Queen of the Ivory Tower.

Not as hard to draw as I thought.

Not as hard to draw as I thought.

After two days of commentary on comics, television, and film, we are back to the education content, True Believers!

This is pretty straightforward stuff. We have three new teachers on the Tenth Grade team, and meet weekly to discuss progress and amend the lesson plans. Those meetings are brief, and often decently useful, even to me. It’s just good practice to meet with people who have the same job, doing the same thing, and compare notes. When an exchange of methods and practice happens…well, that’s really useful.

However, to profit from this, you actually need to arrive at said meetings.

We have one team member, for whom that is not going to be a thing. It has pretty much been said that it will just not be a part of that teacher’s overall process, but that we should in fact keep planning lessons and providing materials. A large amount of the team is a bit upset by this, for understandable reasons. I mean…no one plans my lessons or week for me…and if they do, it’s because I showed up at a meeting to contribute to that plan, for better or for worse.

I’ve never had an “out of classroom” position, so I don’t really have an idea of how demanding it might be. I do know that by definition they are not classroom teaching positions, and it has long been my opinion that educators leave the classroom for reasons that have to do with an inability to do the day to day business of the classroom. That’s not a cheap shot…some people are far better suited to doing the out of classroom jobs that I am not.

Still…it often generates a kind of “Ivory Tower” mentality. An idea of being separate and above the rank and file….apart from that group of teachers. It often makes it hard for those educators to descend back into our world. That’s what the art today is about. Case in point…I go to meetings. I don’t miss them, regardless of the fact that some of them are less than interesting, or less than productive. So does the overwhelming majority of our team.

When there is one member who doesn’t…regardless of the reasons, whether they are good or not…it generates a kind of resentment. Like that person doesn’t have to play by the rules, or is somehow exempt from certain expectations. Those kinds of feelings are bad for the person they are directed towards, and also bad for the team. When that happens, other team members tend to push unrelated and unexpected limits, testing the boundaries.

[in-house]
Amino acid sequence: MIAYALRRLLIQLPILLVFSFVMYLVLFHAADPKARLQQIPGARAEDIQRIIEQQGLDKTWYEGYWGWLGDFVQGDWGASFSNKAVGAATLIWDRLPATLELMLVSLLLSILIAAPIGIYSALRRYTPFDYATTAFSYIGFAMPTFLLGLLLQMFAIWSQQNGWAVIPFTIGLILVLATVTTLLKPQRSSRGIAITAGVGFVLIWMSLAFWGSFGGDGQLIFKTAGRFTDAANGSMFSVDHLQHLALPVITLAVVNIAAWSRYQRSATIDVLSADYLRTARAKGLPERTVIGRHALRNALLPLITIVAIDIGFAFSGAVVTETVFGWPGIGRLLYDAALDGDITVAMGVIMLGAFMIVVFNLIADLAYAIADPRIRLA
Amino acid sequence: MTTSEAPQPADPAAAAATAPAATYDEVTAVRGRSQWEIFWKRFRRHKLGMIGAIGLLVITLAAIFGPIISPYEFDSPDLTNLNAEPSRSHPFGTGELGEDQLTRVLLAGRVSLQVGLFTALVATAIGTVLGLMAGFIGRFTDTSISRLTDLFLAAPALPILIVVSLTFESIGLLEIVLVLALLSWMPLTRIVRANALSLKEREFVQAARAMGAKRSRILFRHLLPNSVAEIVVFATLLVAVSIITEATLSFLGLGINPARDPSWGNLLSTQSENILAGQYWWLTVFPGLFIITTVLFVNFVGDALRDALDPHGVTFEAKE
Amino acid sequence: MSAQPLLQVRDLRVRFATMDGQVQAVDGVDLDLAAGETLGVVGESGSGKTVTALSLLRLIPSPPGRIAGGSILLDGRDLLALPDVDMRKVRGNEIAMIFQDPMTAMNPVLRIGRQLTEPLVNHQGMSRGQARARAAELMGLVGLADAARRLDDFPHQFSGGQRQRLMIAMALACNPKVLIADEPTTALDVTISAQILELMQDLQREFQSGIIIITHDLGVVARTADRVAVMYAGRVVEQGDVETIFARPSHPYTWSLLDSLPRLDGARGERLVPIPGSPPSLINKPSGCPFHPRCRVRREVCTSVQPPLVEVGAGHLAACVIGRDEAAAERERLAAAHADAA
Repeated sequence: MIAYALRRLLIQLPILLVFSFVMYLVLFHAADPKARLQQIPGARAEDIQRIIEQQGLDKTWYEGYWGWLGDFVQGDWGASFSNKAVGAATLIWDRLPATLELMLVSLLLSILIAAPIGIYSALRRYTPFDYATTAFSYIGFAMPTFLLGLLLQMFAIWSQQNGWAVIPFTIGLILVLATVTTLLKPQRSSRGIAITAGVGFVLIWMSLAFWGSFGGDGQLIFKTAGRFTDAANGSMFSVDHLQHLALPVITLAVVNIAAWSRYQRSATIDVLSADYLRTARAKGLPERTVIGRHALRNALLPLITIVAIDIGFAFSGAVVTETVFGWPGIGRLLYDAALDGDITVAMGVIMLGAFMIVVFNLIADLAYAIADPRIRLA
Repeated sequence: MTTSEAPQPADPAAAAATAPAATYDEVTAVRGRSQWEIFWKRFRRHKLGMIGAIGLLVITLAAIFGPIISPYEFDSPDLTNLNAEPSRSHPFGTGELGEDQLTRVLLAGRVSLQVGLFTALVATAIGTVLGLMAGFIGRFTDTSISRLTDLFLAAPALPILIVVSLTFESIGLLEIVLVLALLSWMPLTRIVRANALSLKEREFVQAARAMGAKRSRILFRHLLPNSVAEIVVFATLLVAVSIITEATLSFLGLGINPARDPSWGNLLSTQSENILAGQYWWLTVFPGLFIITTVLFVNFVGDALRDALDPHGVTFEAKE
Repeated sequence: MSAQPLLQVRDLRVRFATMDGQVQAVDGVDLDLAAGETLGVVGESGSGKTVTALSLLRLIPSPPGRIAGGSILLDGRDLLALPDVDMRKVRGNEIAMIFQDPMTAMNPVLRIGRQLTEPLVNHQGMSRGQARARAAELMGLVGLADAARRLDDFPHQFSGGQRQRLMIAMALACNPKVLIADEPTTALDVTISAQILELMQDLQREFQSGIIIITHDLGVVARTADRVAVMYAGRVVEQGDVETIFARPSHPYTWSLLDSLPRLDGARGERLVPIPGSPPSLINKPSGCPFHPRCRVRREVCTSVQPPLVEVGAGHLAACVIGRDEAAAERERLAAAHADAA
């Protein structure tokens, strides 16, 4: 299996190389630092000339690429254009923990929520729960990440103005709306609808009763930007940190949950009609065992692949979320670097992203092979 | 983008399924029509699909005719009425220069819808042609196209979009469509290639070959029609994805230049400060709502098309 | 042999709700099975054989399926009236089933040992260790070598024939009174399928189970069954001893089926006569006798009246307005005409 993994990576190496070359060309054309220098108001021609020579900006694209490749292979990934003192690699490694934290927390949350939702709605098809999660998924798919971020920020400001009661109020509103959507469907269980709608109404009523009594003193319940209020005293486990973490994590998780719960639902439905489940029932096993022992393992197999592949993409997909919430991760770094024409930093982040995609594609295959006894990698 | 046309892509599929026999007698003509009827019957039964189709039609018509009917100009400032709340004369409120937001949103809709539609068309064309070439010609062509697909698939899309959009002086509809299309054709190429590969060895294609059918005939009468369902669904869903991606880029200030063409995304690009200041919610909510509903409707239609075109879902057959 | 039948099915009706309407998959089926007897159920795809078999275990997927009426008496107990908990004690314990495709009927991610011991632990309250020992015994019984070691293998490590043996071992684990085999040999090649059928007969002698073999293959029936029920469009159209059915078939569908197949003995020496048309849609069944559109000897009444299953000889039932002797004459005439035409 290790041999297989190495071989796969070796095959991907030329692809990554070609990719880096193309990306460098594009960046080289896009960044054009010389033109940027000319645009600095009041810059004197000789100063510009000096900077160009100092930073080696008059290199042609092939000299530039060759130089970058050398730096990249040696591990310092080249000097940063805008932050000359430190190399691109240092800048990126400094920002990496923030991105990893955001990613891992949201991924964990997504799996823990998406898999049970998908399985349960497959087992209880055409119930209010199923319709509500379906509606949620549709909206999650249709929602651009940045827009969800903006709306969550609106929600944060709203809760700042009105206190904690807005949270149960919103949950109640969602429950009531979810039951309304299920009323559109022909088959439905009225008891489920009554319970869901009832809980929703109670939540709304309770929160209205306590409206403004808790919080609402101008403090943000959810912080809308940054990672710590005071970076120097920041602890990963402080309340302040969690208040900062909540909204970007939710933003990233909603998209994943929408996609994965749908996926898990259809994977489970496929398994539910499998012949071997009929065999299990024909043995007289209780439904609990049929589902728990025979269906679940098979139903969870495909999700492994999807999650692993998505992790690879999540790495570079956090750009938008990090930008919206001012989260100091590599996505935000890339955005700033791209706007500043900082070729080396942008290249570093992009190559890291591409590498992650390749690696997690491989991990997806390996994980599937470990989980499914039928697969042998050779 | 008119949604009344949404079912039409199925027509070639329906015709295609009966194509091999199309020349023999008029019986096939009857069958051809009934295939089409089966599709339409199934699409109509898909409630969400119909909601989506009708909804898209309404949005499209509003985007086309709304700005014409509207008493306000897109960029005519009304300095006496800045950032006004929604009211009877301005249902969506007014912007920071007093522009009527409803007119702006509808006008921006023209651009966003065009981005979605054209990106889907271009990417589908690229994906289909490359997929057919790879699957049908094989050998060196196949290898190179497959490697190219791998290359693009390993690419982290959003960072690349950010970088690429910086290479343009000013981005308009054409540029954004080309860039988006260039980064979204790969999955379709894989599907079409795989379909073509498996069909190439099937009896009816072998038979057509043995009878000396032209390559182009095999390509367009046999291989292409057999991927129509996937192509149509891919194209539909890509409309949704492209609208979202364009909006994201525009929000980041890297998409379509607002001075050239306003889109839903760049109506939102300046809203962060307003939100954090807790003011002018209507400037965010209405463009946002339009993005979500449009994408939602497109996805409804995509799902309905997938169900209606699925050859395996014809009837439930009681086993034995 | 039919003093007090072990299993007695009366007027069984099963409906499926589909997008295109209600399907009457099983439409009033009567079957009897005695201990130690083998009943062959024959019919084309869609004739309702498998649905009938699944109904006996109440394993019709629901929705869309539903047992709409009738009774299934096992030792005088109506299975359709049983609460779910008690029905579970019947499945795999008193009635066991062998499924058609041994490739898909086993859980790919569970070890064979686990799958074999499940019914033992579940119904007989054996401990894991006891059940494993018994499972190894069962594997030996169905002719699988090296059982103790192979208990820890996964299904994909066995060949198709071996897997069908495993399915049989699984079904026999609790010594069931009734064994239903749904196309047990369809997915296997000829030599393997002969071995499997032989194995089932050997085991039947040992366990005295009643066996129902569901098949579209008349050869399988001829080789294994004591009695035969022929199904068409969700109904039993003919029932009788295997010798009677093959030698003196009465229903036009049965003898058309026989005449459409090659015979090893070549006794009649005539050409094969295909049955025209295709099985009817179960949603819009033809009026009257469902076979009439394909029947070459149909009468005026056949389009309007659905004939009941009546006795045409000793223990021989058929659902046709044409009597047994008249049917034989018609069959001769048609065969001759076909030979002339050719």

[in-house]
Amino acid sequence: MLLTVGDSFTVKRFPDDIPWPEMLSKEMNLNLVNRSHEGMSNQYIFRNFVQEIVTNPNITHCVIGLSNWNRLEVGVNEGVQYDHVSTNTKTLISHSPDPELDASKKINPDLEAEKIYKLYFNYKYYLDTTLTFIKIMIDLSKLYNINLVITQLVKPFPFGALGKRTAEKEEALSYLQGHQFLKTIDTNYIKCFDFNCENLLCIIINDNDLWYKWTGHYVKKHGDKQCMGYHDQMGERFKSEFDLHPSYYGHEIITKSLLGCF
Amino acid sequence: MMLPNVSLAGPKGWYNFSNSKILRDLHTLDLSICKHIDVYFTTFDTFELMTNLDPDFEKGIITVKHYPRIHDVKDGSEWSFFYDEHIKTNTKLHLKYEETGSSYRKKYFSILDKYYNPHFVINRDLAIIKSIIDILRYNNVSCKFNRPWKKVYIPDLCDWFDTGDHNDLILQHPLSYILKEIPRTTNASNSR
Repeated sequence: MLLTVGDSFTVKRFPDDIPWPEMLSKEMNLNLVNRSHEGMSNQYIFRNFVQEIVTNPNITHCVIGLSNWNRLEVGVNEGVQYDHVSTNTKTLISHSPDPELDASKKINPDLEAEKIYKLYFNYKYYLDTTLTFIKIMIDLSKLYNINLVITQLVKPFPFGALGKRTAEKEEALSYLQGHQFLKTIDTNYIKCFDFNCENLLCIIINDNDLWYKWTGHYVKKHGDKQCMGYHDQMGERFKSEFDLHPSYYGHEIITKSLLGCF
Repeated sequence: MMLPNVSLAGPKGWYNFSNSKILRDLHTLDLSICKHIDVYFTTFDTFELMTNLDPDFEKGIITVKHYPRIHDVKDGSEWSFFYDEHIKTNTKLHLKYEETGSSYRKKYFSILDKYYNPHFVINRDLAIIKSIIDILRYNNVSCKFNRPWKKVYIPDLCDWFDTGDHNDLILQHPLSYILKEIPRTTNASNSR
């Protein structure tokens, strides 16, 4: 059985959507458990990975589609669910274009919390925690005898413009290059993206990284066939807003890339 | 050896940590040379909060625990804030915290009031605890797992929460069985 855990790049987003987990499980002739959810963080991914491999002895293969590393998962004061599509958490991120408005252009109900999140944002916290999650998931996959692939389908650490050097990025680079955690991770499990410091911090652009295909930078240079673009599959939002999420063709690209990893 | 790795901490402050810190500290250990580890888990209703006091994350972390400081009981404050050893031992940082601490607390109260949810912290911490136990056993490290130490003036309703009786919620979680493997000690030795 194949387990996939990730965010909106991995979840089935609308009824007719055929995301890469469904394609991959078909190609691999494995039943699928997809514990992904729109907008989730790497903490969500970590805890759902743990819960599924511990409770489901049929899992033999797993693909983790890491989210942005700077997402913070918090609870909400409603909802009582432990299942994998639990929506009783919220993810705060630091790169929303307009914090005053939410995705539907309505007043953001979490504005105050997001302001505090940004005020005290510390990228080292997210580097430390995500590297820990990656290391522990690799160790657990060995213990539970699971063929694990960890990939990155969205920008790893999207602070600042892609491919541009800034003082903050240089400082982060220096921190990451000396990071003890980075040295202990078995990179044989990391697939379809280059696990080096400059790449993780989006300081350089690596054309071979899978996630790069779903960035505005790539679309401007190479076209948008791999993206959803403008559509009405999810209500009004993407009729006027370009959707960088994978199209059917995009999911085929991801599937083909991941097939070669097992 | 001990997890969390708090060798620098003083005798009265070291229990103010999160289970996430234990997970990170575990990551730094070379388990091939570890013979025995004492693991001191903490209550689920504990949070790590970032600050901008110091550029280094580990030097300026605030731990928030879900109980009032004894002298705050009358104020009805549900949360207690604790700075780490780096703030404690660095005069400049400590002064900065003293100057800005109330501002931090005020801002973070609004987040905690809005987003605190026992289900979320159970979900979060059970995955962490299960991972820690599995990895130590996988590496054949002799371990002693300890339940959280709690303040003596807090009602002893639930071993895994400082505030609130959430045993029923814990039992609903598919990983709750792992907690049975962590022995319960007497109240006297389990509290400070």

As the senior member of the team, it’s kind of on me to take the High Road, and do my best to make things work. As a result, today I sought out the Ivory Tower Teacher, and shared lesson plans, materials, and methods. I’m not going to say it didn’t sting a bit…it did. I also realize that I don’t have to walk in that person’s boots, and a good leader is going to work with their team, not against them. It would be the height of jerk moves to with hold help from someone that was too proud to admit they needed it, at a cost to those under them. You know…the students?

I’m not going to say that I’m okay with the different criteria for time usage here…because I’m not. I am going to assert that the person in question does come down from the Ivory Tower once per day, to do the same job as me. I have to respect that action.

Maybe, along the way, I can learn to like the person. Maybe not. If not…I still have to take the High Road, which is often hard to find.

The art should be a clear allusion to that metaphor. Our hero on an Eternian Battle Ram, ascending into the air, very much taking the High Road, with Pony alongside. In Panel Two, the Dragon Queen of the Ivory Tower, boycotting the meeting that Edu-Knights should attend. Pretty unsubtle material today.

At least Special Amazon isn’t in the Ivory Tower any more.

Leave a Reply

Fill in your details below or click an icon to log in:

WordPress.com Logo

You are commenting using your WordPress.com account. Log Out /  Change )

Google photo

You are commenting using your Google account. Log Out /  Change )

Twitter picture

You are commenting using your Twitter account. Log Out /  Change )

Facebook photo

You are commenting using your Facebook account. Log Out /  Change )

Connecting to %s

This site uses Akismet to reduce spam. Learn how your comment data is processed.

%d bloggers like this: